About the Hall of Stats

They say, “It’s the Hall of Fame, not the Hall of Stats.”

But what if it were?

The Hall of Stats shows us what the Hall of Fame would look like if we removed all 242 inductees and replaced them with the top 242 eligible players in history, according to a mathematical formula.

The Formula Back to Top

The Hall of Stats is populated by Hall Rating, a mathematical formula based on the Baseball-Reference versions of Wins Above Average (WAA) and Wins Above Replacement (WAR). WAA combines all aspects of a player’s game—hitting, pitching, baserunning, fielding, positional value, and more—and estimates how many more wins that player was worth than an average player. WAR takes that a step further and estimates how many more wins the player is worth than a replacement player. (I wrote an article with more detail about Wins Above Average vs. Wins Above Replacement.)

The precursor to the Hall of Stats was called the Hall of wWAR. wWAR stands for “weighted Wins Above Replacement”, which basically means the formula starts with WAR and applies a series of weights. wWAR is still a big part of the Hall of Stats, but it now has a completely different formula.

wWAR = adjWAR + (1.8*adjWAA)

Before I go into what adjWAR and adjWAA are (and where the 1.8 comes from), I want to explain what Hall Rating is.

Hall Rating

Hall Rating is simply wWAR expressed in a more intuitive way (you’ll see Hall Rating displayed on the Hall of Stats, but not wWAR). The Hall of Stats borderline for induction is represented by a Hall Rating of 100. This is similar to how 100 represents league average in OPS+ or wRC+.

With a Hall Rating of 399, you could say that Babe Ruth’s career was worth about four Hall of Fame careers. Meanwhile, Eppa Rixey essentially sits on the Hall of Stats borderline with a Hall Rating of 101. Hall of Famer Lou Brock is not included in the Hall of Stats because his Hall Rating is just 72.

adjWAR (Adjusted Wins Above Replacement)

adjWAR attempts to capture the value of the player above a replacement player. It starts with a player’s WAR and undergoes a series of adjustments:

adjWAA (Adjusted Wins Above Average)

While adjWAR measures total career value, adjWAA aims to measure peak value. It begins with Wins Above Average and also undergoes some adjustments:

The 1.8

The Hall of Stats equally weighs a player’s career value (adjWAR) and peak value (adjWAA). These numbers, however, are on different scales. adjWAA is multiplied by 1.8 to adjust for this. To get 1.8, I collected all Hall of Fame inductees and divided their total adjWAR by their total adjWAA.

More About Baseball-Reference’s WAR

If you are interested in what exactly goes into Baseball-Reference’s implementation of WAR, they have written about the calculations in incredible detail.

Known Limitations

Similarity Scores Back to Top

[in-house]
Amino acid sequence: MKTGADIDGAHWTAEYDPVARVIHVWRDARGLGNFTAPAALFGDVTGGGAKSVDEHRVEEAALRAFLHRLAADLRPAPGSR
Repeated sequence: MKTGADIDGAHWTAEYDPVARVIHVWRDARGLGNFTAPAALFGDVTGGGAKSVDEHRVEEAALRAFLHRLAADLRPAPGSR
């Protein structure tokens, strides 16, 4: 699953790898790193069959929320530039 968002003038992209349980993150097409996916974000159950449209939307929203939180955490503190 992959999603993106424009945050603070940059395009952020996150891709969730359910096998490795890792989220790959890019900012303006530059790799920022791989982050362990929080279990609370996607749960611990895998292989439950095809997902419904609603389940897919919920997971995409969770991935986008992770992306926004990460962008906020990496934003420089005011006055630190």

Baseball-Reference uses Bill James’ similarity scores on their player pages. While Baseball-Reference and Bill James are both wonderful, I don’t think their similarity scores are all that useful.

What James’ scores show is that two players’ raw numbers were similar. Here’s an excerpt from the point system used to identify a pair of "similar" batters:

  • One point for each difference of 2 home runs.
  • One point for each difference of .001 in batting average.

The issue here is that these numbers are not adjusted for era, park, or anything else. A .300 batting average with 8 home runs in the deadball era made you a star. A player with those same numbers in the steroid era actually may have been a below average player, depending on his position.

Speaking of position, here is part of James’ positional adjustment:

  • 240 - Catcher
  • 168 - Shortstop
  • 132 - Second Base

The 240-point adjustment is applied to all players who primarily caught, regardless of the player’s time spent behind the plate or at other positions.

How We Do It

The Hall of Stats similarity scores are calculated with one thing in mind: value. We don’t care how many home runs a player hit or what his batting average was. We care how many runs above average his total offensive game was. Similarly, we don’t care what his primary position was. We care about the run value of the time he spent at each of his positions.

Our similarity scores are calculated using:

The closer a pair’s score gets to zero, the more similar the players are. Because most of the inputs are centered around league average, the better a player gets, the harder it is for him to have closely similar players. For example:

(Note: Similarity scores are currently available for all players with 1500+ plate appearances or 500+ innings pitched.)

Special thanks to Tim Vaughan (@MechanicalTim) for giving us a crash course in how to calculate similarity scores.

More About the Project Back to Top

The Team Back to Top

Adam Darowski

Jeffrey Chupp

Michael Berkowitz

The Tech Back to Top

The site is built with Ruby on Rails, Haml, Sass, jQuery, and CoffeeScript.

Open Source

The Hall of Stats is open sourced and available on GitHub.

Data Downloads

I’ve received multiple requests to make my data available. The following files are available as a CSV: